Camilla Parker Bowles, Queen Elizabeth II, Kate Middleton
Camilla Parker Bowles, Queen Elizabeth II, and Kate Middleton wore multiple poppies on Sunday. Pictured: Bowles, the Queen, Middleton attend the annual Remembrance Sunday memorial on November 11, 2018 in London, England. Getty Images/Chris Jackson

Queen Elizabeth wears more than one poppy at Remembrance Day events for a poignant reason.

Rachel Russell, a journalist for Express, claimed that there is a theory suggesting that the poppies represent each service in the war, namely, the Army, the RAF, the Navy, the Civil Defense, and Women. This theory coincides with the five poppies that the Queen to Sunday’s service.

Camilla Parker Bowles and Kate Middleton also followed in the Queen’s footsteps of wearing more than one poppy. The two female royals also stood beside the Queen at the Remembrance Day Service, and rumors swirled that their position on the balcony is a hint at Bowles and Middleton’s future as Queen.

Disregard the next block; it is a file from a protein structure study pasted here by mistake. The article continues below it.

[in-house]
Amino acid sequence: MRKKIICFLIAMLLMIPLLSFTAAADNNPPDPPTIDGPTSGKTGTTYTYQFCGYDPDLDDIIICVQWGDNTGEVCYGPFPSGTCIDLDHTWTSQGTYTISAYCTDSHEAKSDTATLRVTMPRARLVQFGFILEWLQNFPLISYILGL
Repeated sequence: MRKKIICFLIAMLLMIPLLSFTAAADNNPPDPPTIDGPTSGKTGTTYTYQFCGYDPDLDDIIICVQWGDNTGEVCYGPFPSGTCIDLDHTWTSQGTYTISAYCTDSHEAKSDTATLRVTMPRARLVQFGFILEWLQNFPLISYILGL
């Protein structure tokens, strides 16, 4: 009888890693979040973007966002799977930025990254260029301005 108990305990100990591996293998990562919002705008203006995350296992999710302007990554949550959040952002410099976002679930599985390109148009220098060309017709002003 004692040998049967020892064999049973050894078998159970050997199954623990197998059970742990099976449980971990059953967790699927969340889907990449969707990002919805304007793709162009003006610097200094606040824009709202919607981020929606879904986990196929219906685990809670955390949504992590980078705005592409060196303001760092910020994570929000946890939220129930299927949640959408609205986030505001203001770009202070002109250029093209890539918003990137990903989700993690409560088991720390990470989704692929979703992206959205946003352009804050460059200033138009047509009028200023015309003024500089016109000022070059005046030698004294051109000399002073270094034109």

Robyn Darbyshire, a journalist for Mirror, also claimed that the Queen was actually just wearing a single corsage that was made up of five poppies and not five poppies separately. But at first glance, it seems as though Her Majesty pinned five flowers on her black coat separately.

After many decades as the head of the monarchy, the Queen has never discussed why she wears multiple poppies at Remembrance Day events. The Royal British Legion shop doesn’t also sell a set of poppies like the ones worn by the female members of the royal family.

Remembrance Day takes place on Nov. 11 throughout the United Kingdom and the Commonwealth. The day was originally known as Armistice Day, and it was organized to commemorate the fallen soldiers of World War I.

Every year, a two-minute silence is given to the fallen soldiers so that they can be remembered peacefully. This practice was done after a letter from Australian journalist Edward George Honey was published in the London Evening News on May 8, 1919.

Honey was the one that suggested the peaceful and respectful silence, and his letter was read by King George V. On Nov. 7, 1919, the practice was approved by the late King.

“All locomotion should cease, so that, in perfect stillness, the thoughts of everyone may be concentrated on reverent remembrance of the glorious dead,” King George V announced.